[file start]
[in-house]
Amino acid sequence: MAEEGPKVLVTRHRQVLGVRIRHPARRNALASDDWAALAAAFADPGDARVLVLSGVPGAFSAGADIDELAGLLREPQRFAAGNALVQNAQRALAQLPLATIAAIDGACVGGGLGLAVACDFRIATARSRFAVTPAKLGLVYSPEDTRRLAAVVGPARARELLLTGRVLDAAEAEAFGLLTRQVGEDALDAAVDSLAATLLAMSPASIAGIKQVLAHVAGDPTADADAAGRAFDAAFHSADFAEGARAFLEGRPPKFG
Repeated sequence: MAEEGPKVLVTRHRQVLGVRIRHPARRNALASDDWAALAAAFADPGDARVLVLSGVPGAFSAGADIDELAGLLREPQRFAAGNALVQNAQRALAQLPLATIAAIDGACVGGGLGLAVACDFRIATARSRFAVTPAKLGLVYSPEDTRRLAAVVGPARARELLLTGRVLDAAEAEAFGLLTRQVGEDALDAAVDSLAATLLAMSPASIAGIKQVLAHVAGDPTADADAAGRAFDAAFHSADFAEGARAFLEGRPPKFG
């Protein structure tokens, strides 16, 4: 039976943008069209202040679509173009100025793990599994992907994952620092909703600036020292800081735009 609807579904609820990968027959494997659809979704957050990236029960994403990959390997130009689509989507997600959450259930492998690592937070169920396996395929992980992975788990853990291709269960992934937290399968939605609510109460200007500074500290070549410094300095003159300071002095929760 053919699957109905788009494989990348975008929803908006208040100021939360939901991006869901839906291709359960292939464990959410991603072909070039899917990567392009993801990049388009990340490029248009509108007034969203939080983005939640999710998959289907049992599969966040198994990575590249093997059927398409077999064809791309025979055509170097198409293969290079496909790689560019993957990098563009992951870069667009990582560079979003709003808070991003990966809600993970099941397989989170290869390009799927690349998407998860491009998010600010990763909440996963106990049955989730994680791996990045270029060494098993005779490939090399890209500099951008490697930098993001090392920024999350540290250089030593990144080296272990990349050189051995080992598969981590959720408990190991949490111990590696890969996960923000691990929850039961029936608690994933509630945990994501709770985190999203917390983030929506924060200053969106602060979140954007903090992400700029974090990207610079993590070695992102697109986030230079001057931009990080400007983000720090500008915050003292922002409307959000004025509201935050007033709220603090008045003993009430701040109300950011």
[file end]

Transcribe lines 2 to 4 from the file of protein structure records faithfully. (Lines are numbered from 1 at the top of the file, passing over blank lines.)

Amino acid sequence: MAEEGPKVLVTRHRQVLGVRIRHPARRNALASDDWAALAAAFADPGDARVLVLSGVPGAFSAGADIDELAGLLREPQRFAAGNALVQNAQRALAQLPLATIAAIDGACVGGGLGLAVACDFRIATARSRFAVTPAKLGLVYSPEDTRRLAAVVGPARARELLLTGRVLDAAEAEAFGLLTRQVGEDALDAAVDSLAATLLAMSPASIAGIKQVLAHVAGDPTADADAAGRAFDAAFHSADFAEGARAFLEGRPPKFG
Repeated sequence: MAEEGPKVLVTRHRQVLGVRIRHPARRNALASDDWAALAAAFADPGDARVLVLSGVPGAFSAGADIDELAGLLREPQRFAAGNALVQNAQRALAQLPLATIAAIDGACVGGGLGLAVACDFRIATARSRFAVTPAKLGLVYSPEDTRRLAAVVGPARARELLLTGRVLDAAEAEAFGLLTRQVGEDALDAAVDSLAATLLAMSPASIAGIKQVLAHVAGDPTADADAAGRAFDAAFHSADFAEGARAFLEGRPPKFG
């Protein structure tokens, strides 16, 4: 039976943008069209202040679509173009100025793990599994992907994952620092909703600036020292800081735009 609807579904609820990968027959494997659809979704957050990236029960994403990959390997130009689509989507997600959450259930492998690592937070169920396996395929992980992975788990853990291709269960992934937290399968939605609510109460200007500074500290070549410094300095003159300071002095929760 053919699957109905788009494989990348975008929803908006208040100021939360939901991006869901839906291709359960292939464990959410991603072909070039899917990567392009993801990049388009990340490029248009509108007034969203939080983005939640999710998959289907049992599969966040198994990575590249093997059927398409077999064809791309025979055509170097198409293969290079496909790689560019993957990098563009992951870069667009990582560079979003709003808070991003990966809600993970099941397989989170290869390009799927690349998407998860491009998010600010990763909440996963106990049955989730994680791996990045270029060494098993005779490939090399890209500099951008490697930098993001090392920024999350540290250089030593990144080296272990990349050189051995080992598969981590959720408990190991949490111990590696890969996960923000691990929850039961029936608690994933509630945990994501709770985190999203917390983030929506924060200053969106602060979140954007903090992400700029974090990207610079993590070695992102697109986030230079001057931009990080400007983000720090500008915050003292922002409307959000004025509201935050007033709220603090008045003993009430701040109300950011």